Skip to main content

Justice Scalia

Rhetoric and the Rule of Law

Justice Antonin Scalia (1936–2016) was the single most important figure in the emergence of the “new originalist” interpretation of the US Constitution, which sought to anchor the court’s interpretation of the Constitution to the ordinary meaning of the words at the time of drafting. For Scalia, the meaning of constitutional provisions and statutes was rigidly fixed by their original meanings with little concern for extratextual considerations. While some lauded his uncompromising principles, others argued that such a rigid view of the Constitution both denies and attempts to limit the discretion of judges in ways that damage and distort our system of law.

In this edited collection, leading scholars from law, political science, philosophy, rhetoric, and linguistics look at the ways Scalia framed and stated his arguments. Focusing on rhetorical strategies rather than the logic or validity of Scalia’s legal arguments, the contributors collectively reveal that Scalia enacted his rigidly conservative vision of the law through his rhetorical framing.

288 pages | 4 line drawings | 6 x 9 | © 2019

Law and Legal Studies: The Constitution and the Courts

Political Science: Judicial Politics

Table of Contents

Francis J. Mootz III and Brian G. Slocum

Part 1. The Rhetoric of Constitutional Adjudication
1 Scalia as Procrustes for the Majority, Scalia as Cassandra in Dissent
Mary Anne Case
2 Justice Scalia’s Philosophy of Interpretation: From Textualism to Deferentialism
Scott Soames
3 Power
Victoria Nourse
Part 2. The Rhetoric of Statutory Textualism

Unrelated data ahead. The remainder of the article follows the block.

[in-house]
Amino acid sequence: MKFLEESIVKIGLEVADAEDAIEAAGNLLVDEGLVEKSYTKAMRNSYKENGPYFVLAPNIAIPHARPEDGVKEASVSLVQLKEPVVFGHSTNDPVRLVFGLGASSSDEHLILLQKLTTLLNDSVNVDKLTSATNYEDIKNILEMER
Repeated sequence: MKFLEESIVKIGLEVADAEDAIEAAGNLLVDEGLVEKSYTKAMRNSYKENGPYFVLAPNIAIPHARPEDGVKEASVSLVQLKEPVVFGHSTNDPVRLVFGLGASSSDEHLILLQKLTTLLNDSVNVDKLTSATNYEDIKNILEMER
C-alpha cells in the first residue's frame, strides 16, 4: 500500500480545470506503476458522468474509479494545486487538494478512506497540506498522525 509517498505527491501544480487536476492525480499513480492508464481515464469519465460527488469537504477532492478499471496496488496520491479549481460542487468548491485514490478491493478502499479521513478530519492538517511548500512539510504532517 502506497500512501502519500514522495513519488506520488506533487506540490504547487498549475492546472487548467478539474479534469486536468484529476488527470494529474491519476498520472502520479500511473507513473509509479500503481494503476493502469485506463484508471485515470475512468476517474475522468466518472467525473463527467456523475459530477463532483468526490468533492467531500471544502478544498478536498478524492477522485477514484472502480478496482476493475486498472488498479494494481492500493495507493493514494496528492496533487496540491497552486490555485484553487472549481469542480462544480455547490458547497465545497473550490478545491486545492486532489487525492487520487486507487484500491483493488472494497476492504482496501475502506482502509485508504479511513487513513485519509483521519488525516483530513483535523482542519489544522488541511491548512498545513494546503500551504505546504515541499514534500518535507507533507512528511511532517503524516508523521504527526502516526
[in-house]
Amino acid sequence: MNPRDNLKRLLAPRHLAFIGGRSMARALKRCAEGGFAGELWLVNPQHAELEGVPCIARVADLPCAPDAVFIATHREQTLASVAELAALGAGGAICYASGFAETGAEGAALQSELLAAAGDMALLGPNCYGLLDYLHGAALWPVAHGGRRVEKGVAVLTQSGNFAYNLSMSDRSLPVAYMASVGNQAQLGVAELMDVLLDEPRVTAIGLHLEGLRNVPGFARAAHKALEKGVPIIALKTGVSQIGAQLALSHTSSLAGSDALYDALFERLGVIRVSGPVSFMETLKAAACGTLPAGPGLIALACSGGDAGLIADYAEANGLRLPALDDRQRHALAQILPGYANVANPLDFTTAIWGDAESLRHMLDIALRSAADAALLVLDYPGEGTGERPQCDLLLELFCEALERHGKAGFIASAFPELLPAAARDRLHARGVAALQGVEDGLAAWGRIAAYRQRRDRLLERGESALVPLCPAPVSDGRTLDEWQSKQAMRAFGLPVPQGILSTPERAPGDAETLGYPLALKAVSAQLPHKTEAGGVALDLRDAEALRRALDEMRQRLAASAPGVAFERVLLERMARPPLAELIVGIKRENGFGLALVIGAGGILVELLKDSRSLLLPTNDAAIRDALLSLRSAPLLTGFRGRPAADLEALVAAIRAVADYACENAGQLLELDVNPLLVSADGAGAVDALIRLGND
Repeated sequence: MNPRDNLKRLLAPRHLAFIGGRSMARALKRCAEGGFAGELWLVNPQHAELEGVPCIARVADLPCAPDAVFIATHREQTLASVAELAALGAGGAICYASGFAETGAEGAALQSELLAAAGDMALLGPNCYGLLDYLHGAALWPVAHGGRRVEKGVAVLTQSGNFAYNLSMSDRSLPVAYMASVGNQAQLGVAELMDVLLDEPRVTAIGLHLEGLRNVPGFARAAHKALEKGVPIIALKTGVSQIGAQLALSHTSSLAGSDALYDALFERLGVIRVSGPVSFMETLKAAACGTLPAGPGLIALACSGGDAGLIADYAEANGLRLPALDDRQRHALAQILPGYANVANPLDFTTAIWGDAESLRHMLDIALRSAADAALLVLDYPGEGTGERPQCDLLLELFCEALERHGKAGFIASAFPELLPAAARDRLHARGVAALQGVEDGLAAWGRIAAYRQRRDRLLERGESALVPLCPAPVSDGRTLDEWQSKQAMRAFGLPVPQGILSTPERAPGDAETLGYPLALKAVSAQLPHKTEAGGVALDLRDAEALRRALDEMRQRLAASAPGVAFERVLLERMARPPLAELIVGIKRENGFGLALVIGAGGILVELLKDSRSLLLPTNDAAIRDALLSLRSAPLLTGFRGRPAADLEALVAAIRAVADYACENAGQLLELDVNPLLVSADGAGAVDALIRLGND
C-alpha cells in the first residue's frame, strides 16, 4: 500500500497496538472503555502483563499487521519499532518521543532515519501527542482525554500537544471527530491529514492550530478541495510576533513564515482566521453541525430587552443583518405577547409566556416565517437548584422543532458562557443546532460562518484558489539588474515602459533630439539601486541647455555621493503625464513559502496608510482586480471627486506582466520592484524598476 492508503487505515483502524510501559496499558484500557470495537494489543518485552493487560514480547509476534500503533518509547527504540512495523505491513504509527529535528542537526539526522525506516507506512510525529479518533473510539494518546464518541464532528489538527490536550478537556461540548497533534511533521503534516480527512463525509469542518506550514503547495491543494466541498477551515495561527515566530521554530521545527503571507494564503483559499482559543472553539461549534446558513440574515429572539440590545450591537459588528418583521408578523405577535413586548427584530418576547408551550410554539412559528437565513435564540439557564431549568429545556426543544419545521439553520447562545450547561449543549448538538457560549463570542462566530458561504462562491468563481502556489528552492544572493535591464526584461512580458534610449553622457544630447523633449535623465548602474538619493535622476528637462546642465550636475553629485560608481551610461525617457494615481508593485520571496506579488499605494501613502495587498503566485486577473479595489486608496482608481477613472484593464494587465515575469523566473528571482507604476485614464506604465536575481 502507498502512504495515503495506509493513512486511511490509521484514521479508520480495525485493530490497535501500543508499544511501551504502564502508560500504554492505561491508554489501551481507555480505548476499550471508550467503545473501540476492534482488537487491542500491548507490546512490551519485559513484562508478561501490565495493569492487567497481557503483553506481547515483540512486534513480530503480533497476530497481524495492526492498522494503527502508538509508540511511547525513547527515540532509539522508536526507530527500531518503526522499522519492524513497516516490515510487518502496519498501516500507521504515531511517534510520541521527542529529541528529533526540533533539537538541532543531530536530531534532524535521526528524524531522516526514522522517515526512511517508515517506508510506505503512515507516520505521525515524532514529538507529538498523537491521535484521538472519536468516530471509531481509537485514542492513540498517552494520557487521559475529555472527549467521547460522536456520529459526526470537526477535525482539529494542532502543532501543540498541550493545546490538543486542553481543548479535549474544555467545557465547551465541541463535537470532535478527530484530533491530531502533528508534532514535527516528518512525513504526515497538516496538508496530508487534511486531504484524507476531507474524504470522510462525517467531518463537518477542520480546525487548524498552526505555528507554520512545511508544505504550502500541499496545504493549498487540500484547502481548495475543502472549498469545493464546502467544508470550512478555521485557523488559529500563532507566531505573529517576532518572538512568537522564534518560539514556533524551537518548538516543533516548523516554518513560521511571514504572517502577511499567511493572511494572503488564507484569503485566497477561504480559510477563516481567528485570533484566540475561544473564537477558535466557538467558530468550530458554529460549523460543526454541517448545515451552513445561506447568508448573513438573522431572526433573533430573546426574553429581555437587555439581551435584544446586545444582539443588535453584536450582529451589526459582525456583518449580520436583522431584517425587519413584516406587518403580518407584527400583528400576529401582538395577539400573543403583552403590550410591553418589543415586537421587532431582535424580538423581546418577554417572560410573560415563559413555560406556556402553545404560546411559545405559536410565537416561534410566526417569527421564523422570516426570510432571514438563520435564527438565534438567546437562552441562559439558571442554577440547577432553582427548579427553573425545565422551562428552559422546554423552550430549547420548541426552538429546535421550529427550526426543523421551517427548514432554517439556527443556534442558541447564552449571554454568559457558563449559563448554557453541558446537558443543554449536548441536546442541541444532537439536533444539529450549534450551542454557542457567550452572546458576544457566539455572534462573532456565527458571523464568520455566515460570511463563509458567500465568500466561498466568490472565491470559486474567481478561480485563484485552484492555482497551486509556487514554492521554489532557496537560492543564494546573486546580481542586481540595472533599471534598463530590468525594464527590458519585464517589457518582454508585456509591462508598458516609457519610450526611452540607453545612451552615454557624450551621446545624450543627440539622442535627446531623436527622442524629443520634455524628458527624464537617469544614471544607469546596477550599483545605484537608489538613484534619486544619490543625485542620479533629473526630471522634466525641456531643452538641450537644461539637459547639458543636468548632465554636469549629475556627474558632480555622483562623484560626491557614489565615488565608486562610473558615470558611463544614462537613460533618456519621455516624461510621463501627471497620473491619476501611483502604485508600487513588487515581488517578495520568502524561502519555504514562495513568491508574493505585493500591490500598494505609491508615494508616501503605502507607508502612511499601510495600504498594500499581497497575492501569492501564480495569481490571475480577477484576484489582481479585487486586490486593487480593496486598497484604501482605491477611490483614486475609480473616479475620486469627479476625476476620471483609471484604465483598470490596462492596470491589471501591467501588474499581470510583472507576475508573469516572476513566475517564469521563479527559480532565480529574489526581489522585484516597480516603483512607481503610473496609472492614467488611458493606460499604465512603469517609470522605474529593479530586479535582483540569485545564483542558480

4 No Vehicles on Mars
Brian G. Slocum
5 The Two Justice Scalias
Lawrence M. Solan
6 Textualism without Formalism: Justice Scalia’s Statutory Interpretation Legacy
Abbe R. Gluck
7 Party Like It’s 1989: Justice Scalia’s Rhetoric of Certainty
Francis J. Mootz III
Part 3. Applied Rhetorical Theory
8 God’s Justice, Scalia’s Rhetoric, and Interpretive Politics
Steven Mailloux
9 Rhetoric, Jurisprudence, and the Case of Justice Scalia; Or, Why Did Justice Scalia, of All Judges, Write Like That?
Darien Shanske
10 No Reasonable Person
George H. Taylor, Matthew L. Jockers, and Fernando Nascimento
11 Justice Scalia and Family Law
Brian H. Bix
Part 4. Rhetorical Criticism of Heller
12 Guns and Preludes
Eugene Garver
13 Of Guns and Grammar: Justice Scalia’s Rhetoric
Peter Brooks
Part 5. The Rhetoric of the Past
14 A Separate, Abridged Edition of the First Amendment
Colin Starger
15 Rhetorical Constructions of Precedent: Justice Scalia’s Free-Exercise Opinion
Linda L. Berger
16 Justice Scalia’s Rhetoric of Overruling: Throwing Out the (Institutional) Baby with the Bathwater
Clarke Rountree
List of Contributors
Name Index
Subject Index

Be the first to know

Get the latest updates on new releases, special offers, and media highlights when you subscribe to our email lists!

Sign up here for updates about the Press